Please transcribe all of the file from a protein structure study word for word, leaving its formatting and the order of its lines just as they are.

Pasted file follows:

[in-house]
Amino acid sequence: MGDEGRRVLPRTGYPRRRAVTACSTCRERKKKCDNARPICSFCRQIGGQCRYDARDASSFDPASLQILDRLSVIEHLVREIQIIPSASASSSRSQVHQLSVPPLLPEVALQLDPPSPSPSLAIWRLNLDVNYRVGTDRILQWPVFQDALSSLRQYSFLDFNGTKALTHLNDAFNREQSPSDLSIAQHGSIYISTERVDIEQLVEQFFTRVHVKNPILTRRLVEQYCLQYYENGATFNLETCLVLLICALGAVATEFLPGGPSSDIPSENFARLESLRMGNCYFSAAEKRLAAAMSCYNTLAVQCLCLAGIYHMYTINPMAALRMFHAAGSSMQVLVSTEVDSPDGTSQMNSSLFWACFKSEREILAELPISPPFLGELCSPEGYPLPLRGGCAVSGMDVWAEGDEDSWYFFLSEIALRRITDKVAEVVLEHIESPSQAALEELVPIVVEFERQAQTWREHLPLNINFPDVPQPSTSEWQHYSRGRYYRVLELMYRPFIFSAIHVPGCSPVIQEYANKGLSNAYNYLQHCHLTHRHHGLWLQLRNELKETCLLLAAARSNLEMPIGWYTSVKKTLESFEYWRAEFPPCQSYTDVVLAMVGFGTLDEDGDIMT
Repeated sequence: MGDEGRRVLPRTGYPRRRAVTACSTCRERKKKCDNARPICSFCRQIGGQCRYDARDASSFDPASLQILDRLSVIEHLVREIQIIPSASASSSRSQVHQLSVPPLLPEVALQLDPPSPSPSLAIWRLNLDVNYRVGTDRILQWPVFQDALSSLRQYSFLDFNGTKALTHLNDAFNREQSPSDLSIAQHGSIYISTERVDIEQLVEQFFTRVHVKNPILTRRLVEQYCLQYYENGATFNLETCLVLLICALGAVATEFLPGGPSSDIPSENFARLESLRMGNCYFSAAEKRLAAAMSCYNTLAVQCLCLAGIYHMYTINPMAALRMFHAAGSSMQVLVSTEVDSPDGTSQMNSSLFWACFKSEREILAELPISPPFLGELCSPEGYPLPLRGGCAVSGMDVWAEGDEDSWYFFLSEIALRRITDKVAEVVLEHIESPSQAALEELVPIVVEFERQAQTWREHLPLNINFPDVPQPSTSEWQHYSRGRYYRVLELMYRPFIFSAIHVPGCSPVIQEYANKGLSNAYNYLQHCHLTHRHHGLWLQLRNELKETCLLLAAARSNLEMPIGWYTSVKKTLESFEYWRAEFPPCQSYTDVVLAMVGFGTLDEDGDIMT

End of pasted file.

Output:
[in-house]
Amino acid sequence: MGDEGRRVLPRTGYPRRRAVTACSTCRERKKKCDNARPICSFCRQIGGQCRYDARDASSFDPASLQILDRLSVIEHLVREIQIIPSASASSSRSQVHQLSVPPLLPEVALQLDPPSPSPSLAIWRLNLDVNYRVGTDRILQWPVFQDALSSLRQYSFLDFNGTKALTHLNDAFNREQSPSDLSIAQHGSIYISTERVDIEQLVEQFFTRVHVKNPILTRRLVEQYCLQYYENGATFNLETCLVLLICALGAVATEFLPGGPSSDIPSENFARLESLRMGNCYFSAAEKRLAAAMSCYNTLAVQCLCLAGIYHMYTINPMAALRMFHAAGSSMQVLVSTEVDSPDGTSQMNSSLFWACFKSEREILAELPISPPFLGELCSPEGYPLPLRGGCAVSGMDVWAEGDEDSWYFFLSEIALRRITDKVAEVVLEHIESPSQAALEELVPIVVEFERQAQTWREHLPLNINFPDVPQPSTSEWQHYSRGRYYRVLELMYRPFIFSAIHVPGCSPVIQEYANKGLSNAYNYLQHCHLTHRHHGLWLQLRNELKETCLLLAAARSNLEMPIGWYTSVKKTLESFEYWRAEFPPCQSYTDVVLAMVGFGTLDEDGDIMT
Repeated sequence: MGDEGRRVLPRTGYPRRRAVTACSTCRERKKKCDNARPICSFCRQIGGQCRYDARDASSFDPASLQILDRLSVIEHLVREIQIIPSASASSSRSQVHQLSVPPLLPEVALQLDPPSPSPSLAIWRLNLDVNYRVGTDRILQWPVFQDALSSLRQYSFLDFNGTKALTHLNDAFNREQSPSDLSIAQHGSIYISTERVDIEQLVEQFFTRVHVKNPILTRRLVEQYCLQYYENGATFNLETCLVLLICALGAVATEFLPGGPSSDIPSENFARLESLRMGNCYFSAAEKRLAAAMSCYNTLAVQCLCLAGIYHMYTINPMAALRMFHAAGSSMQVLVSTEVDSPDGTSQMNSSLFWACFKSEREILAELPISPPFLGELCSPEGYPLPLRGGCAVSGMDVWAEGDEDSWYFFLSEIALRRITDKVAEVVLEHIESPSQAALEELVPIVVEFERQAQTWREHLPLNINFPDVPQPSTSEWQHYSRGRYYRVLELMYRPFIFSAIHVPGCSPVIQEYANKGLSNAYNYLQHCHLTHRHHGLWLQLRNELKETCLLLAAARSNLEMPIGWYTSVKKTLESFEYWRAEFPPCQSYTDVVLAMVGFGTLDEDGDIMT